For the past few days, I have found myself in the middle of an Iroquois village.
What better time to learn about the Native American culture than a time like this. Not only has it given an opportunity for a mother to spend time with her child, but it has opened an opportunity to bring a much deeper understanding of today’s feast to a generation still filled with questions and curiosity.
While the Indians that shared their meal with the pilgrims at Plymouth Rock may not have been Iroquois, they too, were part of a nation of tribes. I don’t know if there is truly a “pure American” other than we were born here, because many of us trace our heritage back to other countries, and some of us to those Indian Nations that were here long before Christopher Columbus discovered our new homeland.
As I write this, I can hear the sounds of kids helping prepare dishes, and soon the turkey will burst with flavor from the oven.
Thanksgiving was the gathering of the first yield of crops that had been harvested.
This day was prepared for long in advance.
It started with the sowing of seeds.
Like the planting of those first crops, many of us tend our families rather than our gardens.
And on this day, your home may be like mine.
My home doesn’t look like something out of the cover of a magazine, it appears lived in.
I haven’t attempted to replicate any thing from Pintrest to impress our family. One of these days, if I ever have to cook a turkey, that should be impressive enough.
Not because I’m a bad mother, or a bad hostess.
Because like that tribe of Indians and those first pilgrims that came to the new world, my family works together to provide for our family.
There is a sock at the end of the couch in our living room. One of my kids is walking around with one foot bare. There are books and crayons on the floor near the television. Another child of mine has been creating art. There is a timer beeping and feet tromping down the hall– another dish is ready.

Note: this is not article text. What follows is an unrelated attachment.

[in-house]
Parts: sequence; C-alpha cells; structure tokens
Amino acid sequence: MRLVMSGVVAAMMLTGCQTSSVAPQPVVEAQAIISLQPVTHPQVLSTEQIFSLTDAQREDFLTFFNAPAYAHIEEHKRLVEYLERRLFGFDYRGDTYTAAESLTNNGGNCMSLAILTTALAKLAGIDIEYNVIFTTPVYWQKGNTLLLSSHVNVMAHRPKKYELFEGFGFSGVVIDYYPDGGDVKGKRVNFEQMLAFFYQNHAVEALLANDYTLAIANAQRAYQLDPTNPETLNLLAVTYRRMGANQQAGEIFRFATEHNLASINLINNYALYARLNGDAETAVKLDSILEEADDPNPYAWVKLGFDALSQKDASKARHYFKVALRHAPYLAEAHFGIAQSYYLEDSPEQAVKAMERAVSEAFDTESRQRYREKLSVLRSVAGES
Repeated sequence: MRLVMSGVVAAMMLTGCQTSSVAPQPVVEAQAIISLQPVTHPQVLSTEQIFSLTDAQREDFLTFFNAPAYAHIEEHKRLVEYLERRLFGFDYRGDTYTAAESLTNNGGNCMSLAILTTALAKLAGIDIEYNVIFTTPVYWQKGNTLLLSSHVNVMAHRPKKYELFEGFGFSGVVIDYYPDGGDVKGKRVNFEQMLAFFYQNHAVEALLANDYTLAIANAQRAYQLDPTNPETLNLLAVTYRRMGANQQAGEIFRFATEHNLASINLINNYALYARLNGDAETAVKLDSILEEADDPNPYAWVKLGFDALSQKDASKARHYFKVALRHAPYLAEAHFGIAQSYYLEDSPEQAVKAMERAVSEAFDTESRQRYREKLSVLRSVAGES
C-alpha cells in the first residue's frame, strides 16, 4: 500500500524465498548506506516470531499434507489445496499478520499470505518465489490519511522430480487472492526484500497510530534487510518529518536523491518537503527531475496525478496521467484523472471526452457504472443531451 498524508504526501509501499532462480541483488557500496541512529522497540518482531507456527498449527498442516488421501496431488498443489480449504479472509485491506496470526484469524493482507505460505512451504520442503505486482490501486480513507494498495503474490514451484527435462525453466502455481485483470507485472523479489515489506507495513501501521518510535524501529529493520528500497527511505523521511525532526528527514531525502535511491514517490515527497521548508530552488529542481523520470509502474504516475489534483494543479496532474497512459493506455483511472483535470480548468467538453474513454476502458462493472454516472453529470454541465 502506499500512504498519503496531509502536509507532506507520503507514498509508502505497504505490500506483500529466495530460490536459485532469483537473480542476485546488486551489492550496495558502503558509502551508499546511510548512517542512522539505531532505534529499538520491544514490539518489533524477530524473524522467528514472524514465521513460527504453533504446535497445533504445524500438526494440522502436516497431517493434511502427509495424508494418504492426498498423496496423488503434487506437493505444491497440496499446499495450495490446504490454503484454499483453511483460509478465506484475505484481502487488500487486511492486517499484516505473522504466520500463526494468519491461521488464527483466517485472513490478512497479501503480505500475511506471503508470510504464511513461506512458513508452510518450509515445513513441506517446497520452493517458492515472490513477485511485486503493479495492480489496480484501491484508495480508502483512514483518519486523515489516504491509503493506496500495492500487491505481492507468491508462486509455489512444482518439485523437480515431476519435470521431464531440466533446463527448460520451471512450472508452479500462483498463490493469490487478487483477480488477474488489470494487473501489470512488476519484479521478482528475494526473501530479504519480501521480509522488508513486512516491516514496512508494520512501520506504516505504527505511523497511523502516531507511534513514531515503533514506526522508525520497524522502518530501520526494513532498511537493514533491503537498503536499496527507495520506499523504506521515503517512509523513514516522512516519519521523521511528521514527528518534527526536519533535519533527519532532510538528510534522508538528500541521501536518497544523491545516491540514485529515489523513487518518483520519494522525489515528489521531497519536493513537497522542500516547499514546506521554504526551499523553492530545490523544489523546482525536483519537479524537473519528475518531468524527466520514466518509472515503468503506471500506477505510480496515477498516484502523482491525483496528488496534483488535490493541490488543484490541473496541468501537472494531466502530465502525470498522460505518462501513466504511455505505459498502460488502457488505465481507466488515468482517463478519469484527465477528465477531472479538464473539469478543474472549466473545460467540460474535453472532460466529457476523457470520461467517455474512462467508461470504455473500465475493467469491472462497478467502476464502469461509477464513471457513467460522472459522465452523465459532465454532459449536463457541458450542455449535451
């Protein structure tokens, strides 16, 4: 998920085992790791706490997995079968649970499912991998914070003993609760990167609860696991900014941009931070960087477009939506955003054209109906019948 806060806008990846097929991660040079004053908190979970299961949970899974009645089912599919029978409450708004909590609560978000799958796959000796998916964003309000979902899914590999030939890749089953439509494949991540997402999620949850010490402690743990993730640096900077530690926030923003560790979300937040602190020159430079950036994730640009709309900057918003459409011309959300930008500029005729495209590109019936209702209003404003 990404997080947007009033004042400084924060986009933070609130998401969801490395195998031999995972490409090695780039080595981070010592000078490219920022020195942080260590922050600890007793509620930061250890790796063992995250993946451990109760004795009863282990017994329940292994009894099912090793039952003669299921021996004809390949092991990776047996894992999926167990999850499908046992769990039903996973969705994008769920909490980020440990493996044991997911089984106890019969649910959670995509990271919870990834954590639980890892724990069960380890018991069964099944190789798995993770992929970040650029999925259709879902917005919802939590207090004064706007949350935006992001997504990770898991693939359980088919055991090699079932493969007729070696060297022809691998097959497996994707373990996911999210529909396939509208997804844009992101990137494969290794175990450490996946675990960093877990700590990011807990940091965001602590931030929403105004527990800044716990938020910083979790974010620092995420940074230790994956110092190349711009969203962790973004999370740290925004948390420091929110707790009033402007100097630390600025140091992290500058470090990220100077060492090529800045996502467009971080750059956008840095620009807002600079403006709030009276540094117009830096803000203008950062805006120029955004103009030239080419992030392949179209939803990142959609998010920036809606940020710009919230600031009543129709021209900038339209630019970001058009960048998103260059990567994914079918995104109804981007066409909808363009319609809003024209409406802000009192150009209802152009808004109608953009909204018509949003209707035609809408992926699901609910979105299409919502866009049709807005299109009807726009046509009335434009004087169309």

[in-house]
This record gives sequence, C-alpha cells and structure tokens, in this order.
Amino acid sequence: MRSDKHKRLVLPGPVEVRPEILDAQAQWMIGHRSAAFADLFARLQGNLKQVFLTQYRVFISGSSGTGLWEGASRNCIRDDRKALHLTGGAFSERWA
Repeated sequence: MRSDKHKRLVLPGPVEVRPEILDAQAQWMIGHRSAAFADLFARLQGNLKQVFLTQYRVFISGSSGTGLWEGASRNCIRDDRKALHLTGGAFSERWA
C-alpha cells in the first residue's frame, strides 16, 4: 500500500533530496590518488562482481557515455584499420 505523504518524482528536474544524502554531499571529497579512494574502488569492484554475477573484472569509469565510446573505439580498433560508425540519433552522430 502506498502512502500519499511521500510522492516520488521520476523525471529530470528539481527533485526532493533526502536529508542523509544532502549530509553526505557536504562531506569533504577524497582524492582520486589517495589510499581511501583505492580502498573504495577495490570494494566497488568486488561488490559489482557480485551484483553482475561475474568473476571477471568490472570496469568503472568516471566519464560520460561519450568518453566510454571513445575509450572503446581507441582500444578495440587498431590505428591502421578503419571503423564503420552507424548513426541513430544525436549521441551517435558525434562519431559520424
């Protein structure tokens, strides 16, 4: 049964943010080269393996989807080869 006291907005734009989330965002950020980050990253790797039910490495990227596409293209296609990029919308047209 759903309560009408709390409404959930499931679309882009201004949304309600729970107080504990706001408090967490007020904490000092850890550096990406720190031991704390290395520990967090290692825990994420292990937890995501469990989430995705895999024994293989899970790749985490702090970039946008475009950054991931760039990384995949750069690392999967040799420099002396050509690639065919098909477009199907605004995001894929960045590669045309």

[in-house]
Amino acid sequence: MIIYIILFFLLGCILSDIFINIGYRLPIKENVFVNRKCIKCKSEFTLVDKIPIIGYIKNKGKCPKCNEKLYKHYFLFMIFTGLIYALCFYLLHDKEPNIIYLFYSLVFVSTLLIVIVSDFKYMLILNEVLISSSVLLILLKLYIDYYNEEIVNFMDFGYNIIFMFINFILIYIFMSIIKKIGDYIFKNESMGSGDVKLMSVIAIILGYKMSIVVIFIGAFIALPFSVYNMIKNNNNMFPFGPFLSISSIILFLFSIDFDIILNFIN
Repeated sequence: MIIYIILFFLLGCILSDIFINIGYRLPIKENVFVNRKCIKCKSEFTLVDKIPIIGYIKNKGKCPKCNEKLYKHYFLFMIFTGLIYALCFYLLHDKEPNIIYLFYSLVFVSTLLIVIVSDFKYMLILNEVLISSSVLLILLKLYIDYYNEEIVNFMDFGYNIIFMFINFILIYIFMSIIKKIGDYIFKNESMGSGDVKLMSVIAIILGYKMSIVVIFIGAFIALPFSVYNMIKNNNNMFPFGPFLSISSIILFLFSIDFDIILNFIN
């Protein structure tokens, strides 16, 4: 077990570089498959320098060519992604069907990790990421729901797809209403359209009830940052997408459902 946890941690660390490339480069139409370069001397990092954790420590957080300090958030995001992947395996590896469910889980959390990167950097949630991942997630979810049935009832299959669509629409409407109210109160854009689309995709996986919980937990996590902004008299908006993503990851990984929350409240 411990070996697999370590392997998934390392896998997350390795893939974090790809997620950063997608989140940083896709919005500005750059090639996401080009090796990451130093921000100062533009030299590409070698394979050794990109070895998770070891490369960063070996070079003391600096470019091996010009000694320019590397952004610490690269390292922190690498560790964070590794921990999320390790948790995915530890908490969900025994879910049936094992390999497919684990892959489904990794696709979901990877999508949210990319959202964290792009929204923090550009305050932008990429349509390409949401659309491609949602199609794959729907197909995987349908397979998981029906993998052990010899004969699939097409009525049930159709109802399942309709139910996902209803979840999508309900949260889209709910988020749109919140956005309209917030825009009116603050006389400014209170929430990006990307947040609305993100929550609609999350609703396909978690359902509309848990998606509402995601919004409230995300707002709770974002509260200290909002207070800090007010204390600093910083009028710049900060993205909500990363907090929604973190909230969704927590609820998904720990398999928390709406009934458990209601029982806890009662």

I hear the voices containing questions and laughter.
As I type, I smile. Not because I’ve once more escaped the duty of having to cook a turkey,but because the Indians who sat down with the pilgrims didn’t have timers or microwaves or ovens to help them prepare their meals let alone for this day.
They didn’t have a grocery store to collect their bounty for their meal, they hunted. They worked the land, and they survived the hardships of the land.
As I watch the last bit of paper tacked on the paper lodge created for my child’s model Indian village, I am thankful that the meaning of thanksgiving has become of one centered around bring families and communities together.
I’m sure there is another side to the stories of the day the pilgrims invited the Indians to dinner. Perhaps the Indian Nations saw it differently, especially after we over took their land–or so my child has pointed out to me after our many days of working on this model village.
I do not have permission to show you the model village, at least until it has been teacher approved and graded.
But on this day of feast and gathering, I am thankful for those first pilgrims that came to settle here. I’m thankful that throughout the generations after that first feast we are still able to access the bounty of resources our nation uses to provide for the needs of our people. I’m thankful for those who have come into our lives and those currently in our lives that grace us and bless us with their presence. And while not all of us may have yielded abundant crops this year, we are able to survive much better today as they did coming over on the Mayflower.
May your bounty of blessings continue to be bountiful.